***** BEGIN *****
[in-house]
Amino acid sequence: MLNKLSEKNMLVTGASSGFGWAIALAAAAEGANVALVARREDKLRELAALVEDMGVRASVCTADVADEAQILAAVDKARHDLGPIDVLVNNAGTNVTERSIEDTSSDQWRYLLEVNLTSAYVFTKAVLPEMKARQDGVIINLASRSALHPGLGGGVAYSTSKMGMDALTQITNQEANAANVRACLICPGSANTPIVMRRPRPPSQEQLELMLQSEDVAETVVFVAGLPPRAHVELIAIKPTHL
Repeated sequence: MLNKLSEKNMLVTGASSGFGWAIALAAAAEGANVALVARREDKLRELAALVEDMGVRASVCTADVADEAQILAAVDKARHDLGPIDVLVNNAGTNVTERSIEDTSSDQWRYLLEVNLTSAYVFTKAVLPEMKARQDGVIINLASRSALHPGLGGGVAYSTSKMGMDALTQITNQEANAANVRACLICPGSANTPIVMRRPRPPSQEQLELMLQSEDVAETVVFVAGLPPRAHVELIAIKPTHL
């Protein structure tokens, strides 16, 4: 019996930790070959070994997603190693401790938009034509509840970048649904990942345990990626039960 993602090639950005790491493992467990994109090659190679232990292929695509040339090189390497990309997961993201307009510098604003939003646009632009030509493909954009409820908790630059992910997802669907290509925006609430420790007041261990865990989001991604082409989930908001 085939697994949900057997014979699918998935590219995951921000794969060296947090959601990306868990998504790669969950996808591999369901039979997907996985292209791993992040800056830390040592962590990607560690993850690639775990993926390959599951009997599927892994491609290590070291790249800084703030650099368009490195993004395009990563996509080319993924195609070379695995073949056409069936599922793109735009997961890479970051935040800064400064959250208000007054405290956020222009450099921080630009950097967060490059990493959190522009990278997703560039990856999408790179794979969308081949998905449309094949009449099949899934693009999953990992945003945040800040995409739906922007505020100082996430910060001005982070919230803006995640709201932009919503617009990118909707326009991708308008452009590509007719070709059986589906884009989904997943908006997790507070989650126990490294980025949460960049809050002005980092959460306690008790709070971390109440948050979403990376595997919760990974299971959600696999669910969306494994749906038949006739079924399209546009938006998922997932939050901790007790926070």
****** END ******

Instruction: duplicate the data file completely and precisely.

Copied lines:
[in-house]
Amino acid sequence: MLNKLSEKNMLVTGASSGFGWAIALAAAAEGANVALVARREDKLRELAALVEDMGVRASVCTADVADEAQILAAVDKARHDLGPIDVLVNNAGTNVTERSIEDTSSDQWRYLLEVNLTSAYVFTKAVLPEMKARQDGVIINLASRSALHPGLGGGVAYSTSKMGMDALTQITNQEANAANVRACLICPGSANTPIVMRRPRPPSQEQLELMLQSEDVAETVVFVAGLPPRAHVELIAIKPTHL
Repeated sequence: MLNKLSEKNMLVTGASSGFGWAIALAAAAEGANVALVARREDKLRELAALVEDMGVRASVCTADVADEAQILAAVDKARHDLGPIDVLVNNAGTNVTERSIEDTSSDQWRYLLEVNLTSAYVFTKAVLPEMKARQDGVIINLASRSALHPGLGGGVAYSTSKMGMDALTQITNQEANAANVRACLICPGSANTPIVMRRPRPPSQEQLELMLQSEDVAETVVFVAGLPPRAHVELIAIKPTHL
């Protein structure tokens, strides 16, 4: 019996930790070959070994997603190693401790938009034509509840970048649904990942345990990626039960 993602090639950005790491493992467990994109090659190679232990292929695509040339090189390497990309997961993201307009510098604003939003646009632009030509493909954009409820908790630059992910997802669907290509925006609430420790007041261990865990989001991604082409989930908001 085939697994949900057997014979699918998935590219995951921000794969060296947090959601990306868990998504790669969950996808591999369901039979997907996985292209791993992040800056830390040592962590990607560690993850690639775990993926390959599951009997599927892994491609290590070291790249800084703030650099368009490195993004395009990563996509080319993924195609070379695995073949056409069936599922793109735009997961890479970051935040800064400064959250208000007054405290956020222009450099921080630009950097967060490059990493959190522009990278997703560039990856999408790179794979969308081949998905449309094949009449099949899934693009999953990992945003945040800040995409739906922007505020100082996430910060001005982070919230803006995640709201932009919503617009990118909707326009991708308008452009590509007719070709059986589906884009989904997943908006997790507070989650126990490294980025949460960049809050002005980092959460306690008790709070971390109440948050979403990376595997919760990974299971959600696999669910969306494994749906038949006739079924399209546009938006998922997932939050901790007790926070």